(Phys.org)—A team of researchers with members affiliated with the University of California, the University of New Orleans and the University of Calgary has uncovered some of the impact of secondary loss or simplification of the adhesive pads on gecko feet over time as some species adapt to changes in their environment. In their paper published in Proceedings of the National Academy of Sciences, they describe field studies they conducted and what they found in doing so.
Everybody knows that geckos can climb vertical walls—so enamored are people with this special skill that whole areas of study have been dedicated to studying and duplicating what the tiny creatures do so easily. Less well known is that some species, in adapting to an environment where vertical climbing is not really needed, have lost the ability, while others appear on the verge of doing so. In this new effort, the researchers sought to learn why some species would give up such an ability, how it happens and what it means for the tiny lizards.
To better understand the various gecko species, the researchers ventured into the wilds of Africa and collected specimens that together represented 14 different species—some were expert climbers, some had lost some of their ability, and others had lost it all together. Each of the specimens was studied under a microscope and filmed while running at high speed to better understand what was going on with their feet, or more particularly, the hair-like setae on the bottom of their toes that take advantage of Van der Waals force to adhere to a surface.
In studying the photos and film, the researchers found that some of those that had retained their climbing ability resorted to curling their toes when running to avoid capture—a move that might not work out in the long run for geckos that are constantly being hunted. Thus, some that had lost some or all of their sticking ability had gained an ability to run faster—their feet were more solid and longer. Others had developed webbed feet to help them walk on sand, while others yet had feet that were more suited to digging. Loss of innovation, the team reports, is a form of innovation—a type that allows a species to continue to adapt to meet new needs or to move into other environments.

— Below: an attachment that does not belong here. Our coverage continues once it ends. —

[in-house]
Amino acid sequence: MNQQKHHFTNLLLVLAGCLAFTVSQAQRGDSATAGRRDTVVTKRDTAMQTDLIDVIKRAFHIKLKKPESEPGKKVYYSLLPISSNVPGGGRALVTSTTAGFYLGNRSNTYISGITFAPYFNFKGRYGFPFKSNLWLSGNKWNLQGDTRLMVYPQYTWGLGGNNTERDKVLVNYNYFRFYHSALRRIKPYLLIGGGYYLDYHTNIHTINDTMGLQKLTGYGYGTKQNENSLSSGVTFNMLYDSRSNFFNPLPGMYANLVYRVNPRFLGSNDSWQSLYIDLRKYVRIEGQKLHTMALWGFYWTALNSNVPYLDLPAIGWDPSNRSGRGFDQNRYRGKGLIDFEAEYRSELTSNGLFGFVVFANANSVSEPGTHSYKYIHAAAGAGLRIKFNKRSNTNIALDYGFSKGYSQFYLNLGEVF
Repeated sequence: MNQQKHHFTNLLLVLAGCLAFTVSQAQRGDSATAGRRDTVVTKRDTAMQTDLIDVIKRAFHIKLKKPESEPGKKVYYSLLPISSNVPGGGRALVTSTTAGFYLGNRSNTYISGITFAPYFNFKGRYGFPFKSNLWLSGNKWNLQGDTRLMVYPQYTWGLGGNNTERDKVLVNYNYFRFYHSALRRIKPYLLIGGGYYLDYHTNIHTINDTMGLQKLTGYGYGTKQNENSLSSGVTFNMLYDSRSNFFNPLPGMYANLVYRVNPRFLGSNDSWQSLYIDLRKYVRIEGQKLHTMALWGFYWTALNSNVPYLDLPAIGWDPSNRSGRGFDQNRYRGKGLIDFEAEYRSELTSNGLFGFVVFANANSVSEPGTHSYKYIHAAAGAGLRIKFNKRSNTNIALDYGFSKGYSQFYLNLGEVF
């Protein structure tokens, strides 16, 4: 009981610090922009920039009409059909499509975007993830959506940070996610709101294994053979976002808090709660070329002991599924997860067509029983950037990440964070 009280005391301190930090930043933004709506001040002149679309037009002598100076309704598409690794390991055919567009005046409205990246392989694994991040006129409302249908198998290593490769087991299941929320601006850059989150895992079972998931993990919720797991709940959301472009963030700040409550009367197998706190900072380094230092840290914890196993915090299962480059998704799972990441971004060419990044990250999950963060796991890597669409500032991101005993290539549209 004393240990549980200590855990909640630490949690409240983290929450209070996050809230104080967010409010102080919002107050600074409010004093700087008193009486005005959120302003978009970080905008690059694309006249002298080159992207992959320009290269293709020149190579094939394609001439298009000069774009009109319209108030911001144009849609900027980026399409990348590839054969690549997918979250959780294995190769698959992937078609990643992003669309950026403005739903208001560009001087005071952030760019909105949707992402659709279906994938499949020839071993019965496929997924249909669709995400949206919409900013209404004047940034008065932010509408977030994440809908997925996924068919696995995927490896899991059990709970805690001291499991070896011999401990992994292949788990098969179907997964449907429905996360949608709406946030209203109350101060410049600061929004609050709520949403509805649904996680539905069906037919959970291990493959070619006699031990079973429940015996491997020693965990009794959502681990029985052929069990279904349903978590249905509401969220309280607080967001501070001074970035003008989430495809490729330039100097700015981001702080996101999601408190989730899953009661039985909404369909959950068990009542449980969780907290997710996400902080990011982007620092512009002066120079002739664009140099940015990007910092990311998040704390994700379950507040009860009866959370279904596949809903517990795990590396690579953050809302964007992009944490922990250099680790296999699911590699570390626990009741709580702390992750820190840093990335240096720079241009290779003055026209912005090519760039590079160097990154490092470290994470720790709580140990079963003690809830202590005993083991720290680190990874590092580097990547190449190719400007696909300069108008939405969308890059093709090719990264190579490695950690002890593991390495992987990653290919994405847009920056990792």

The researchers noted that in losing their adhesion skill, the geckos had actually experienced acceleration in their evolution, indicating that changes were needed quickly in order to survive.
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More information: Adaptive simplification and the evolution of gecko locomotion: Morphological and biomechanical consequences of losing adhesion, Timothy E. Higham, PNAS, DOI: 10.1073/pnas.1418979112
Innovations permit the diversification of lineages, but they may also impose functional constraints on behaviors such as locomotion. Thus, it is not surprising that secondary simplification of novel locomotory traits has occurred several times among vertebrates and could potentially lead to exceptional divergence when constraints are relaxed. For example, the gecko adhesive system is a remarkable innovation that permits locomotion on surfaces unavailable to other animals, but has been lost or simplified in species that have reverted to a terrestrial lifestyle. We examined the functional and morphological consequences of this adaptive simplification in the Pachydactylus radiation of geckos, which exhibits multiple unambiguous losses or bouts of simplification of the adhesive system. We found that the rates of morphological and 3D locomotor kinematic evolution are elevated in those species that have simplified or lost adhesive capabilities. This finding suggests that the constraints associated with adhesion have been circumvented, permitting these species to either run faster or burrow. The association between a terrestrial lifestyle and the loss/reduction of adhesion suggests a direct link between morphology, biomechanics, and ecology.